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Urban Outlaws


Urban Outlaws

Peter Jay Black's action adventure novel URBAN OUTLAWS is a strong opening to what could shape up to be a strong series. URBAN OUTLAWS is a "gadget-filled" adventure centered around five orphans staying together to look out for "the little guy." Black is planning or has planned URBAN OUTLAWS to be a five-book series, and upon reaching the conclusion of this fast-paced thrill ride, this reviewer cannot wait for book two. From start to finish, the protagonists are strong, the action maintains an even pace and the villains are pure, downright evil.
This pack of roguish rapscallions has come out swinging in their debut and it is not likely anything is going to stop them.
Upon its opening, URBAN OUTLAWS presents the reader with five orphaned youths pulling a heist on the bank accounts of a businessman who has been secretly selling illegal firearms. The Outlaws' plan is to take a large sum of money from this particular businessman and give it to a charity that needs it more. After some narrow escape work, base jumping and a police chase, the heroes succeed. In this opening mission, the Outlaws acquire a sum of just over one million British pounds. Of that money, they only keep 1,000 pounds, giving the remainder to a children's hospital. This heist sets into motion a chain of events they had not planned for and becomes the main crisis of the novel.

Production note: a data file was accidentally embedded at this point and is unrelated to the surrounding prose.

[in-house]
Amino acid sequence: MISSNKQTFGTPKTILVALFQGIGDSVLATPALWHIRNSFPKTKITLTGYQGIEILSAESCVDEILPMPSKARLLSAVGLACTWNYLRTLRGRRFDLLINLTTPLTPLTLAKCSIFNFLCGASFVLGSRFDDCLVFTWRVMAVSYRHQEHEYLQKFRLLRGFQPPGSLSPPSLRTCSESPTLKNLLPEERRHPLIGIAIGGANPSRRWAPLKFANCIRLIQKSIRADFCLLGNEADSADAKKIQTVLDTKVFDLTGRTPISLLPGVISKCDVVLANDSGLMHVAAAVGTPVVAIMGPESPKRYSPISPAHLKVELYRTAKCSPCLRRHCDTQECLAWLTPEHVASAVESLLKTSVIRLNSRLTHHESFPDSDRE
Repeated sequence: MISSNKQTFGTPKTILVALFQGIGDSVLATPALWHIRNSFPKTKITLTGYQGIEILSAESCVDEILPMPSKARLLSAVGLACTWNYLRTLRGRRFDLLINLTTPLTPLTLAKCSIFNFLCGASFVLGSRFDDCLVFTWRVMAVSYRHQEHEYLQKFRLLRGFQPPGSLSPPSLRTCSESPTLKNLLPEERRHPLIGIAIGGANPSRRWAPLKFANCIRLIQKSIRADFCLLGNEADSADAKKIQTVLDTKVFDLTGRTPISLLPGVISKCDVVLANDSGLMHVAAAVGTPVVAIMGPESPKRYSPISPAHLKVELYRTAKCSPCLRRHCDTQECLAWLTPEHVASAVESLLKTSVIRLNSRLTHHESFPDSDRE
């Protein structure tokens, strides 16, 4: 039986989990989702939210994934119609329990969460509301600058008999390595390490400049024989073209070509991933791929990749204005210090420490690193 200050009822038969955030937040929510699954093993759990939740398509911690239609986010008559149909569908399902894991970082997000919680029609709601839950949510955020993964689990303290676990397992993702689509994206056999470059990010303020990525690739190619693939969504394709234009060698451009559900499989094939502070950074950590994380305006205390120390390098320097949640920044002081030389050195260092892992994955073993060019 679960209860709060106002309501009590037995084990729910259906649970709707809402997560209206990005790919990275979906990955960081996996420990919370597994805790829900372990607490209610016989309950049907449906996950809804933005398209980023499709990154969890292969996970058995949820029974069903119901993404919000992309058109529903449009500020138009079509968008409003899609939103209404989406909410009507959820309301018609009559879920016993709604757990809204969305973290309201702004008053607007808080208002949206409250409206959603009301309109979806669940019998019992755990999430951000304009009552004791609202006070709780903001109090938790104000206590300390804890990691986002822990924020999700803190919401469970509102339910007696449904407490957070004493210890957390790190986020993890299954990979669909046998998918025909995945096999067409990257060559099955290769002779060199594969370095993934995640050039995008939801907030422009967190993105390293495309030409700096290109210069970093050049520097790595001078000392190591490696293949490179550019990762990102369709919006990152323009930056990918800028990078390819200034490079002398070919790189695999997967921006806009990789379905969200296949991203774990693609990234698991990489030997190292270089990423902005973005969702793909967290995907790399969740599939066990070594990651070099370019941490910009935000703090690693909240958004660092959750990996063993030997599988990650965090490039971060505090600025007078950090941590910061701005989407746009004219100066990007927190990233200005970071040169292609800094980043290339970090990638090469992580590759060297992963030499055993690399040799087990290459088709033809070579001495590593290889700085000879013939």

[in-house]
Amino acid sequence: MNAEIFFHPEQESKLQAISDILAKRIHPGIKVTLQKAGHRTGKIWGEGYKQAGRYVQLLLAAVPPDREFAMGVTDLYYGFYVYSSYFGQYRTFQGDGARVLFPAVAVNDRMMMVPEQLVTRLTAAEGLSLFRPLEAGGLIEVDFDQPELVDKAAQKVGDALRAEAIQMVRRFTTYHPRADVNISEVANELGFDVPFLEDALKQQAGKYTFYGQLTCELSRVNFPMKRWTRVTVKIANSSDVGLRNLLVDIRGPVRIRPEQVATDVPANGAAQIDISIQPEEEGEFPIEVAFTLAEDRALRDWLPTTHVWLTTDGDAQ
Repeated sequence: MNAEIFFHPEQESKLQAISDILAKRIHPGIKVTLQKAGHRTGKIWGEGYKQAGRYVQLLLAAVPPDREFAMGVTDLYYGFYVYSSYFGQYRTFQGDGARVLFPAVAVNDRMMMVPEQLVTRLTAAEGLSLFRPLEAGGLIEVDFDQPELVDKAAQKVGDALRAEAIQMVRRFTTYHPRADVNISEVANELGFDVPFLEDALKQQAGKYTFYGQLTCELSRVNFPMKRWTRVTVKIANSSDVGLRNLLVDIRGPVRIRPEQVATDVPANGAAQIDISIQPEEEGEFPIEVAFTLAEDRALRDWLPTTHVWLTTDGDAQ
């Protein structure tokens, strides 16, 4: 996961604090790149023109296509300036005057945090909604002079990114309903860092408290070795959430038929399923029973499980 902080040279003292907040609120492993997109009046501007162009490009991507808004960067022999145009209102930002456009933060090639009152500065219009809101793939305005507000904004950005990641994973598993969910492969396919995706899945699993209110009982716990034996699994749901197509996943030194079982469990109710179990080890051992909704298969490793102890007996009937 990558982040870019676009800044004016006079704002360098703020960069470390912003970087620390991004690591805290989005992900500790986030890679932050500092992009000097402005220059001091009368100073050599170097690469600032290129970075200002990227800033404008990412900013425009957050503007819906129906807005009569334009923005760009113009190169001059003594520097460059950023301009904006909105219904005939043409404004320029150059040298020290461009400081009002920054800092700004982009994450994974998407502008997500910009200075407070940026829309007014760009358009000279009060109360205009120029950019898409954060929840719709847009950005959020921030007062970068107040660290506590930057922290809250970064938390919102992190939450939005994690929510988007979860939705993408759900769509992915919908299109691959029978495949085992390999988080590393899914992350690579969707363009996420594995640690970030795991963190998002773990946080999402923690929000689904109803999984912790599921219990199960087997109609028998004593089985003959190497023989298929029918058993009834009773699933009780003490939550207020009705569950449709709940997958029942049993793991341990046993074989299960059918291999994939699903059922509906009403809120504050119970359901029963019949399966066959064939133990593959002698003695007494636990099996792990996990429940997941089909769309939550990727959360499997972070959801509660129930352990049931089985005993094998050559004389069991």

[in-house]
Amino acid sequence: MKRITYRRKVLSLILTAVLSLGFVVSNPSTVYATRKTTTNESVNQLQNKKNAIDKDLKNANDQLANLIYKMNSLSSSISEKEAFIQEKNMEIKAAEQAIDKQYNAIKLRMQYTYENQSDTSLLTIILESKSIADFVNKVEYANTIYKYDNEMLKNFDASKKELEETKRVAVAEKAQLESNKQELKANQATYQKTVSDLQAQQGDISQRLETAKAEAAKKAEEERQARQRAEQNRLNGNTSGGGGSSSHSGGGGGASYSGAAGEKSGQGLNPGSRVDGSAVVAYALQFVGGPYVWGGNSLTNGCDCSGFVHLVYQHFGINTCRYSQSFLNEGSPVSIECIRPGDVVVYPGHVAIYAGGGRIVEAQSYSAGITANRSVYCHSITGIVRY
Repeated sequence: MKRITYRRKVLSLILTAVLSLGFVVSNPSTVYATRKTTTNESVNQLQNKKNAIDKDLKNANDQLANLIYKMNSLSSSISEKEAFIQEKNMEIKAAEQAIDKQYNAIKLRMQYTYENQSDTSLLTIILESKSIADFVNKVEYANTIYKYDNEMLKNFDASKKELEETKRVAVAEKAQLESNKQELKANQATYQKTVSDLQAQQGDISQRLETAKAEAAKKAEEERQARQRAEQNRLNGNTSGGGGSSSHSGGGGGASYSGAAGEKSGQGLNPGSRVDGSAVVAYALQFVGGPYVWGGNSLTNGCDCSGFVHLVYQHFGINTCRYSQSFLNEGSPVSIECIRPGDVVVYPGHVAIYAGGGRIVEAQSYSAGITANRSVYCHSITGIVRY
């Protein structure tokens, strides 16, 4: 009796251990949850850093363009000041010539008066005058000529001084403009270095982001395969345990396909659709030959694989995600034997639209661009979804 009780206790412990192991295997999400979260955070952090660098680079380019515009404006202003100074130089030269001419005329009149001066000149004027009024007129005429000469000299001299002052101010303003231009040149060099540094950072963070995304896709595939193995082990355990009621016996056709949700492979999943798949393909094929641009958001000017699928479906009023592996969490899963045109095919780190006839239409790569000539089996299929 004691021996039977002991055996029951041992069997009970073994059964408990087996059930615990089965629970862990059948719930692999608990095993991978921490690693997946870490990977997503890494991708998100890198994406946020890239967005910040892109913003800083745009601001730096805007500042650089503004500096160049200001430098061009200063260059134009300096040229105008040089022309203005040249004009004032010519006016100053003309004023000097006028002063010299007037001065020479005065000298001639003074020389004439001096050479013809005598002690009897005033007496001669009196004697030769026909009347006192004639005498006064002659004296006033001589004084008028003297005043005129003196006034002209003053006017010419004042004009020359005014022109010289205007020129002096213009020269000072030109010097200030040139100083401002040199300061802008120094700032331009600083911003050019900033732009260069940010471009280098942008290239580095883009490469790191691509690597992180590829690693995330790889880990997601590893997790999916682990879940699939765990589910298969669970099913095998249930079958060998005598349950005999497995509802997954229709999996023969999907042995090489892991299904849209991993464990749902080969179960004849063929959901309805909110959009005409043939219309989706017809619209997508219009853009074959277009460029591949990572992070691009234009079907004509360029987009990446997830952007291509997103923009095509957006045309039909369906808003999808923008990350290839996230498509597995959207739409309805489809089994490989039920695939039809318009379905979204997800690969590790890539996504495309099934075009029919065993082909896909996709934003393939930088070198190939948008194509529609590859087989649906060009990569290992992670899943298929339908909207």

The narrative is told from the perspective of the team's leader, 15-year-old master computer hacker Jack. Jack is the oldest and wisest of the Outlaws, serving as an exceptional set of eyes to view as much action as needed without spoiling the suspense. Jack might make the plans as clear and concise as possible, but it is up to Charlie, Obi, Slink and Wren to help him see it through.  With each member bringing their own specialties to the table, the Urban Outlaws are unstoppable.
Going into the book, one of my concerns was that even if one of the five members of the team was awkward or uncomfortable in a scene, even for a moment, the entire presentation of the novel could be brought down. However, of the five heroes on the Urban Outlaws roster, not one is unlikable or off-putting. Each character's personal backstory is appropriate to their presence, presentation and behaviors, making readers care about them completely. Additionally, Jack's inner monologues concerning his team or what can be called "why the reader should care about the team" are the novel's strongest pieces of writing. 
The novel sets up a series of obstacles for this group of kids to dodge or knock over, and when these children hit back, all bets are off. This pack of roguish rapscallions has come out swinging in their debut and it is not likely anything is going to stop them.

Reviewed by Matt Burbridge on October 24, 2014

Urban Outlaws
by Peter Jay Black